Evidence presented in a State-of-the-Art Lecture during yesterday’s Plenary Session indicated a strong association between the formation of kidney stones and the presence or development of the metabolic syndrome and cardiovascular disease (CVD) in patients who develop kidney stones.
In the lecture, Dean G. Assimos, M.D., Professor of Surgical Sciences-Urology at Wake Forest University School of Medicine in Winston-Salem, North Carolina, cited several studies, including a recently published analysis of data from the Coronary Artery Risk Development in Young Adults Study showing that nephrolithiasis and atherosclerosis have common systemic risk factors and that kidney stones were associated with a 60 percent increased risk of carotid atherosclerosis, even after adjusting for major atherosclerotic risk factors.
In addition, a case-controlled study of the residents of Olmsted County, Minnesota, assessed the risk of a “kidney stone former developing myocardial infarction,” Dr. Assimos said. “Despite controlling for other medical comorbidities, a stone former was at 31 percent increased risk of sustaining a myocardial infarction.”
Another case-controlled study, again done among residents of Olmsted County, revealed that kidney stone formation was a significant risk for the development of chronic kidney disease. “In this study, the hazard ratio was 1.42,” Dr. Assimos said. “It is well documented that chronic kidney disease is a significant risk factor for cardiovascular disease.”
An analysis of the National Health and Nutrition Examination Survey III (NHANES III) showed that people with the metabolic syndrome had 2 times the risk of developing a kidney stone than those without signs of the metabolic syndrome. This analysis also demonstrated a positive correlation between the prevalence of kidney stones and the components of the metabolic syndrome, including obesity, hypertension, insulin resistance, increased serum triglycerides, and low high-density lipoprotein cholesterol levels.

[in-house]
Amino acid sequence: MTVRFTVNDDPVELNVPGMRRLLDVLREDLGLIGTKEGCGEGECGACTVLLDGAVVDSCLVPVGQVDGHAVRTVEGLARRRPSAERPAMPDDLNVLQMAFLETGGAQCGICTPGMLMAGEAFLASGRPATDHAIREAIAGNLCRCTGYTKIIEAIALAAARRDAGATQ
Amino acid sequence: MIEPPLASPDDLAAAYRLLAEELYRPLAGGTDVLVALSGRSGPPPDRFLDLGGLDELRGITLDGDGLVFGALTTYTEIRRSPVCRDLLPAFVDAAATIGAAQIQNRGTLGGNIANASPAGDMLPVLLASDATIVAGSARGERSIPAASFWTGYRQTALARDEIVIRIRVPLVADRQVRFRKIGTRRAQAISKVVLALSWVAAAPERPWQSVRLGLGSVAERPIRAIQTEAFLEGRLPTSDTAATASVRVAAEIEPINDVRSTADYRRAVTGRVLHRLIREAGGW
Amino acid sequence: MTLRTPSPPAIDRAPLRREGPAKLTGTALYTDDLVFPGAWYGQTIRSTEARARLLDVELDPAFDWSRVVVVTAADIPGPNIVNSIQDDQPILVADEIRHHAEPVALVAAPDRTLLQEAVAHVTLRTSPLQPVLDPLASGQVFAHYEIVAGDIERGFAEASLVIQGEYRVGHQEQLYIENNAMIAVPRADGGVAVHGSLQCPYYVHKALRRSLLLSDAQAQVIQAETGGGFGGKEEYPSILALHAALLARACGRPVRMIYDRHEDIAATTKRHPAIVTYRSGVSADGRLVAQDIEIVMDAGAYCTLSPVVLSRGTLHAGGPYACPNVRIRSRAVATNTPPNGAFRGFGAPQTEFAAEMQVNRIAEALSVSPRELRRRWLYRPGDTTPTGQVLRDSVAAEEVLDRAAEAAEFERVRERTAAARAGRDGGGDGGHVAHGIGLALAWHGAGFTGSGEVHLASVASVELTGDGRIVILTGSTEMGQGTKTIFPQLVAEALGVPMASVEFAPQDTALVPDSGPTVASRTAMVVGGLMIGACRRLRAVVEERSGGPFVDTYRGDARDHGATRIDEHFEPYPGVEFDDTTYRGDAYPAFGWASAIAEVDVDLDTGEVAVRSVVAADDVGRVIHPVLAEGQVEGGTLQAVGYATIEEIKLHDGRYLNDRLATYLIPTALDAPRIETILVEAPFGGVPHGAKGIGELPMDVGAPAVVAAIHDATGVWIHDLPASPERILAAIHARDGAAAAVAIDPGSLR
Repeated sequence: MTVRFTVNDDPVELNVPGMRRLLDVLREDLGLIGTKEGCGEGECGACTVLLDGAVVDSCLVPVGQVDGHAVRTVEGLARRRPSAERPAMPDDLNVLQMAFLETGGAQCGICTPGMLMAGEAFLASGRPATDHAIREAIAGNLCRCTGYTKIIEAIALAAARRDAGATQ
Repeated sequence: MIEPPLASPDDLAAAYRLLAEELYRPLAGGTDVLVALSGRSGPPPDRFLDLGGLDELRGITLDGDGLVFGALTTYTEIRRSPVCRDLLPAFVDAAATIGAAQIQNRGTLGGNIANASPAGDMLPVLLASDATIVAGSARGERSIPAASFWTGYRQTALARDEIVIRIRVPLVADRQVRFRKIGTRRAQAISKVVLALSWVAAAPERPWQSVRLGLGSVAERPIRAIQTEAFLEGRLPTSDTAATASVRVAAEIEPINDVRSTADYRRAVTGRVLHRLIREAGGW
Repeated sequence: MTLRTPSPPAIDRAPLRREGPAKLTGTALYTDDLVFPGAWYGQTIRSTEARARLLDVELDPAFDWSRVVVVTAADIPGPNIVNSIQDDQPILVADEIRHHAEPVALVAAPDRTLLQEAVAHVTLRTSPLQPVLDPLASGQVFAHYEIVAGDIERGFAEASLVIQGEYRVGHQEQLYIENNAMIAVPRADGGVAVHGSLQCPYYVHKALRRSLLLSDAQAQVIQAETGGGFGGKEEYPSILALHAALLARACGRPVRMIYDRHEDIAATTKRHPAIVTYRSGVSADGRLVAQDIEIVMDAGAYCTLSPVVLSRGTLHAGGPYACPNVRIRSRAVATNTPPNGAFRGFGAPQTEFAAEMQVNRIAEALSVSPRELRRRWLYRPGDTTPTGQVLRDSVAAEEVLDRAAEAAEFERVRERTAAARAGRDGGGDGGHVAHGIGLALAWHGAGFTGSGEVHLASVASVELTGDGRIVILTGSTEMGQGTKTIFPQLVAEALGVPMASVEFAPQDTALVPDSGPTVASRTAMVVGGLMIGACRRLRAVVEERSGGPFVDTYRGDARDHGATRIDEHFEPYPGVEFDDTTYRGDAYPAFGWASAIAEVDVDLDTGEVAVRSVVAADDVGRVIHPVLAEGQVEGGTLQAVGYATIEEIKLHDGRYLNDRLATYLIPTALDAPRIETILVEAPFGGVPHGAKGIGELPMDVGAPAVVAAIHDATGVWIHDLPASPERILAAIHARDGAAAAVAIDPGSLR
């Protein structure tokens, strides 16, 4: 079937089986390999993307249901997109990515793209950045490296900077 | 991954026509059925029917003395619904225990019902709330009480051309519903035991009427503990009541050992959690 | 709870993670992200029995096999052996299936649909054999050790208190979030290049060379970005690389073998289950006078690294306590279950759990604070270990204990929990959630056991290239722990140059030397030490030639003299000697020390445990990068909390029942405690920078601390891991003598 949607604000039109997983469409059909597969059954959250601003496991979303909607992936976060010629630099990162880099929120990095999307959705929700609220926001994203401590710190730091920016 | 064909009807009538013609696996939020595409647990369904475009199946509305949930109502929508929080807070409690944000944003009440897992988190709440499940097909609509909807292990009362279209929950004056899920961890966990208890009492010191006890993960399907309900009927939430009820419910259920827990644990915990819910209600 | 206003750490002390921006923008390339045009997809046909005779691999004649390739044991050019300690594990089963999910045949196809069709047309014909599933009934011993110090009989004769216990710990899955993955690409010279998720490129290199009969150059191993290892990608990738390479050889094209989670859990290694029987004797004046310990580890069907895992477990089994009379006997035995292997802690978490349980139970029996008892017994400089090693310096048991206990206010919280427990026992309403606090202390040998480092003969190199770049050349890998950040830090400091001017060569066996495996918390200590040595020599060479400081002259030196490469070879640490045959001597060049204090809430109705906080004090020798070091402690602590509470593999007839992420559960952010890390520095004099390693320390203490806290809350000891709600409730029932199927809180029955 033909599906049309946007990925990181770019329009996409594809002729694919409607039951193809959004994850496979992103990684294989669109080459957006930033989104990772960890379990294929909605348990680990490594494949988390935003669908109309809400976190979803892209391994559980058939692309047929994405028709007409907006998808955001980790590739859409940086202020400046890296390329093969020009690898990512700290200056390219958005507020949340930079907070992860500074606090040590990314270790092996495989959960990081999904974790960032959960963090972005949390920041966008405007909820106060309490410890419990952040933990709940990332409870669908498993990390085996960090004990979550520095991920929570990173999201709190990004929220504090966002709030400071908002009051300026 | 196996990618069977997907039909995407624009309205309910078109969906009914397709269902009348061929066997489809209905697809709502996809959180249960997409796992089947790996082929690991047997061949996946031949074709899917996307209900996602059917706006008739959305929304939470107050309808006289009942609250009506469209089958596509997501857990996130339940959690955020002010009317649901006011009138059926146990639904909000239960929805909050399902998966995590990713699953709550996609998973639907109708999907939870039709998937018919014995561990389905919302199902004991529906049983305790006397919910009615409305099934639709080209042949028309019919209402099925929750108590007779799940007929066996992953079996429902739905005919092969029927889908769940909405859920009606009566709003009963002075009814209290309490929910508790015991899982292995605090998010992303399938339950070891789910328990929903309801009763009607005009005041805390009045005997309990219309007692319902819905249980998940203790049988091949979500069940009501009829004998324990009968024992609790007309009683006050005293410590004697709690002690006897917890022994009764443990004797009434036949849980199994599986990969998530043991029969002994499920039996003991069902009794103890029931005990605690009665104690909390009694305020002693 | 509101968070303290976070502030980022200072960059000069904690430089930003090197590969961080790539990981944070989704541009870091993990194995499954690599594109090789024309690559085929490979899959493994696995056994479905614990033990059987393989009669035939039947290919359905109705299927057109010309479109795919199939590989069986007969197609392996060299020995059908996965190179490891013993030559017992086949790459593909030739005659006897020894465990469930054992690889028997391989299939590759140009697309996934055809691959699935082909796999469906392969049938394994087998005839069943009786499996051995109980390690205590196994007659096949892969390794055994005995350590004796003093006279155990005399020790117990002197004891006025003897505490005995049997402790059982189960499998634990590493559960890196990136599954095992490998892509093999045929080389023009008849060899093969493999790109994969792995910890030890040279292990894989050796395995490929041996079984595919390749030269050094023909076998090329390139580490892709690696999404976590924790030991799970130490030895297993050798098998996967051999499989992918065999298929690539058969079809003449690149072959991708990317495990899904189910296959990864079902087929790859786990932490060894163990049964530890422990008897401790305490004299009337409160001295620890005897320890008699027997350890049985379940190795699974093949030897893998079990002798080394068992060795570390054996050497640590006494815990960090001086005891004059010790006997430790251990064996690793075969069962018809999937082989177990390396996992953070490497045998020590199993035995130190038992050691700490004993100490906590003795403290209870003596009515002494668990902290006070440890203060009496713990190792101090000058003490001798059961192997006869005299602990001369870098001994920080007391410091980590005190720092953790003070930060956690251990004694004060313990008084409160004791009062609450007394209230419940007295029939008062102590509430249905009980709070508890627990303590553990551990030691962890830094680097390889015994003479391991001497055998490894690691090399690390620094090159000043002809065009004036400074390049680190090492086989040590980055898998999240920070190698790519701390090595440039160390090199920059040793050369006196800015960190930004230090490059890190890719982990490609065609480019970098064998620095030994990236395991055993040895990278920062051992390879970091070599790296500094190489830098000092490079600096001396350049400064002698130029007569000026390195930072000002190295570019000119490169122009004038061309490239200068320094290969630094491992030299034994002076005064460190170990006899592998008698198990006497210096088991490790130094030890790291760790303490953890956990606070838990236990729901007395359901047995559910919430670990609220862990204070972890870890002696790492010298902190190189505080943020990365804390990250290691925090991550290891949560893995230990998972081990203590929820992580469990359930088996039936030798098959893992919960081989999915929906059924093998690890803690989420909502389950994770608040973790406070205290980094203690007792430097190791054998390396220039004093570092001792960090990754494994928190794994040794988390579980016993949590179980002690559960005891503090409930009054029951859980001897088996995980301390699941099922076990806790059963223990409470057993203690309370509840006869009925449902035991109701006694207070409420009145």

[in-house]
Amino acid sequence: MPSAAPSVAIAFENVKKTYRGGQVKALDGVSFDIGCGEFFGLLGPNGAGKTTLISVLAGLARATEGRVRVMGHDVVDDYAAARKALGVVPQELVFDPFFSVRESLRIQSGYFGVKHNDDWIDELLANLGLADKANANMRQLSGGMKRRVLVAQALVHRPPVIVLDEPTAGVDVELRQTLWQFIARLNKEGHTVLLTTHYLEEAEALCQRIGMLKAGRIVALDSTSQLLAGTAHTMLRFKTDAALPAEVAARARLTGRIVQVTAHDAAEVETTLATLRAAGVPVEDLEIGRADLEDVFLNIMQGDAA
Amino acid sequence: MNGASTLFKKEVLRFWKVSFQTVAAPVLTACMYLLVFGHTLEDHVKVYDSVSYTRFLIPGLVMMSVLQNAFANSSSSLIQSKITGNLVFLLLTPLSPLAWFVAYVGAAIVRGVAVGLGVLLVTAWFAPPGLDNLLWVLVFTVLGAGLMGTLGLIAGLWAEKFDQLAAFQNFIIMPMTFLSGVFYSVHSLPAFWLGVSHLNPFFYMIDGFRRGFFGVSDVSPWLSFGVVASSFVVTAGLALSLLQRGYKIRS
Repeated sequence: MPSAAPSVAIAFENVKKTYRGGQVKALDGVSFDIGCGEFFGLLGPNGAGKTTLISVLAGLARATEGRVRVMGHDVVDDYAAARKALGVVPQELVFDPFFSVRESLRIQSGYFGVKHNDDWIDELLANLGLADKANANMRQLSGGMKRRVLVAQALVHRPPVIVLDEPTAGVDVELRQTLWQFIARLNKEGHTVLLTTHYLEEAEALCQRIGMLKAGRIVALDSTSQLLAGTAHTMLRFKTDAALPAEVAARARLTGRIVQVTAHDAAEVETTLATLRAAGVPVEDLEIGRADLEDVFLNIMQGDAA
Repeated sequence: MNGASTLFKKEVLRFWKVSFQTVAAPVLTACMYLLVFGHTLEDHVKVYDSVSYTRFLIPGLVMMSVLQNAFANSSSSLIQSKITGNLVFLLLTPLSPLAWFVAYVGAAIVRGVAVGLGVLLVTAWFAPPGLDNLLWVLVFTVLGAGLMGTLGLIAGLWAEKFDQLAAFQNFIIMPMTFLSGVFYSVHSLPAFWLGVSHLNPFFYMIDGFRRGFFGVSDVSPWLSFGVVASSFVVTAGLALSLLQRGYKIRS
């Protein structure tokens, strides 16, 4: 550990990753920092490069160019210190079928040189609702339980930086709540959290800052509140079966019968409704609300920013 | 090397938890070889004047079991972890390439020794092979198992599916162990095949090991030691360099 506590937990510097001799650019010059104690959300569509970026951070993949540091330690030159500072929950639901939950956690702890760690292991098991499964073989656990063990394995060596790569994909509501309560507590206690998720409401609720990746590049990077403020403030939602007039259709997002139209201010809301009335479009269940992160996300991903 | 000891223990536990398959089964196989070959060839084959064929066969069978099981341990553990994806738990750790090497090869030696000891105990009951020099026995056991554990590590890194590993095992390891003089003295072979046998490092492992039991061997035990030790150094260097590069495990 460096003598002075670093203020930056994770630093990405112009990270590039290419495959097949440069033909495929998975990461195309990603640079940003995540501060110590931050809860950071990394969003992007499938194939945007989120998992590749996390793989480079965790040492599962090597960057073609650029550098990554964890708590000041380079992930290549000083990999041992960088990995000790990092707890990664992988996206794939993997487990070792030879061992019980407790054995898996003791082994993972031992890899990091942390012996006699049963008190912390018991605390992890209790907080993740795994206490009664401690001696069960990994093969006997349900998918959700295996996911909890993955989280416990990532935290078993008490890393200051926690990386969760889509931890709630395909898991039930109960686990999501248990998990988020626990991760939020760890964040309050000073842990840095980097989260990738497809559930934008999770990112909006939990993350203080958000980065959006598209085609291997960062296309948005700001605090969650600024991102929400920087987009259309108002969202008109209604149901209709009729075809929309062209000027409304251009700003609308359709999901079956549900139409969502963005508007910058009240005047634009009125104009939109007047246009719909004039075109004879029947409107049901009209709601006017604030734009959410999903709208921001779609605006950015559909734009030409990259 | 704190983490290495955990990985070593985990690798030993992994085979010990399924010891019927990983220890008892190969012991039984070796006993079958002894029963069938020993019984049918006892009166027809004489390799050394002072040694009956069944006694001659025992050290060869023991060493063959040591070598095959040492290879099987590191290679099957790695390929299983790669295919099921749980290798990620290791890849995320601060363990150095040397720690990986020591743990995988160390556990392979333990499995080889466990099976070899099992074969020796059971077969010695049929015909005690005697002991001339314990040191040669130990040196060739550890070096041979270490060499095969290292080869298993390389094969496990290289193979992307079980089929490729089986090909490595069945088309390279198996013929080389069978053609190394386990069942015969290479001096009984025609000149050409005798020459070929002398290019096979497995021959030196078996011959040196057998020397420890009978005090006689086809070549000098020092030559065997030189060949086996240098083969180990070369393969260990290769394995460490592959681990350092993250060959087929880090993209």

“A screening renal ultrasound study done on a fairly large cohort of people with the metabolic syndrome in southern Italy demonstrated that 10.3 percent of patients with the metabolic syndrome had renal stones,” Dr. Assimos added. “This is 10 times higher than rates reported from renal ultrasound screening studies of the general adult population.”
The causative factors underlying the associations between stone formation and the metabolic syndrome and CVD include low urinary pH levels. “Low urinary pH is the major driving factor for the formation of uric acid stones,” Dr. Assimos said. “Studies have demonstrated that there is a negative correlation between BMI and urinary pH, meaning that those who are obese will have lower urinary pH.”
People with the combination of obesity and low urinary pH also excrete greater amounts of calcium and oxalate, which are risk factors for the development of calcium oxalate kidney stones.
The reasons for lower urinary pH in obese individuals are not fully known, but one hypothesis is that these individuals do not produce ammonium effectively in the proximal tubule.
Dr. Assimos’ own research with his team at Wake Forest has identified a possible new pathway for the endogenous synthesis of oxalate. It involves the metabolism of the reactive dialdehyde glyoxal, which is stimulated by oxidative stress. The hypothesis behind the research is that glyoxal metabolism may be linked with increased oxalate excretion in people with obesity and diabetes.
Based on the evidence he presented, Dr. Assimos concluded: “There is strong evidence that stone formation is associated with cardiovascular disease, the metabolic syndrome, and a number of systemic disorders. We as urologists need to be cognizant of these associations and counsel our patients about these associations, as they might benefit from cardiovascular screening and lifestyle changes.”